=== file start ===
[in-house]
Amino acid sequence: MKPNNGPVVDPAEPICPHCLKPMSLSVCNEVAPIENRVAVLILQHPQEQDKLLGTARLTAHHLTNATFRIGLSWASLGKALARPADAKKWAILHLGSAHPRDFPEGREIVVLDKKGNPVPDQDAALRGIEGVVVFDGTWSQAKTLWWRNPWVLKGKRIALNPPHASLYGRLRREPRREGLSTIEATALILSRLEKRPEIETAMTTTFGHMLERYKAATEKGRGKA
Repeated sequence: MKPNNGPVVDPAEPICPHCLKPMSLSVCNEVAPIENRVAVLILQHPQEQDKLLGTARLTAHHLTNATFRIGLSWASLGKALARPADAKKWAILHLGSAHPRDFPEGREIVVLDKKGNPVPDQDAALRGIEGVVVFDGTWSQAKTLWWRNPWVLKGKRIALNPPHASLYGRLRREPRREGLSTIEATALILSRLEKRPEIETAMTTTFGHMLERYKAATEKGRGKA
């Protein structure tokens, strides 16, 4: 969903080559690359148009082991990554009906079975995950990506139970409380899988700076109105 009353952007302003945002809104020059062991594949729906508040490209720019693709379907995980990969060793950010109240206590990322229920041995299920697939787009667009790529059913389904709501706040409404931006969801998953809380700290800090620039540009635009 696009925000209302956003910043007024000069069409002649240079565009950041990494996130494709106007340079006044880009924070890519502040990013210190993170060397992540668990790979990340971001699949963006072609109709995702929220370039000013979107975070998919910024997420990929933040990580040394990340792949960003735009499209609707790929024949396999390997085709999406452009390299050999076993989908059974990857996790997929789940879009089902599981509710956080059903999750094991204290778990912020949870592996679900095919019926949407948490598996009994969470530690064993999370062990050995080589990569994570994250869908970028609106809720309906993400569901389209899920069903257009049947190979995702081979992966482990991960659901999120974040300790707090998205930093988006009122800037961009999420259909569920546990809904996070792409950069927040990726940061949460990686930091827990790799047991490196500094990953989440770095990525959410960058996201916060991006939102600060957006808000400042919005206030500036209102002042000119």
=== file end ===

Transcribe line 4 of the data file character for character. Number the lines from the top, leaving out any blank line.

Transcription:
């Protein structure tokens, strides 16, 4: 969903080559690359148009082991990554009906079975995950990506139970409380899988700076109105 009353952007302003945002809104020059062991594949729906508040490209720019693709379907995980990969060793950010109240206590990322229920041995299920697939787009667009790529059913389904709501706040409404931006969801998953809380700290800090620039540009635009 696009925000209302956003910043007024000069069409002649240079565009950041990494996130494709106007340079006044880009924070890519502040990013210190993170060397992540668990790979990340971001699949963006072609109709995702929220370039000013979107975070998919910024997420990929933040990580040394990340792949960003735009499209609707790929024949396999390997085709999406452009390299050999076993989908059974990857996790997929789940879009089902599981509710956080059903999750094991204290778990912020949870592996679900095919019926949407948490598996009994969470530690064993999370062990050995080589990569994570994250869908970028609106809720309906993400569901389209899920069903257009049947190979995702081979992966482990991960659901999120974040300790707090998205930093988006009122800037961009999420259909569920546990809904996070792409950069927040990726940061949460990686930091827990790799047991490196500094990953989440770095990525959410960058996201916060991006939102600060957006808000400042919005206030500036209102002042000119």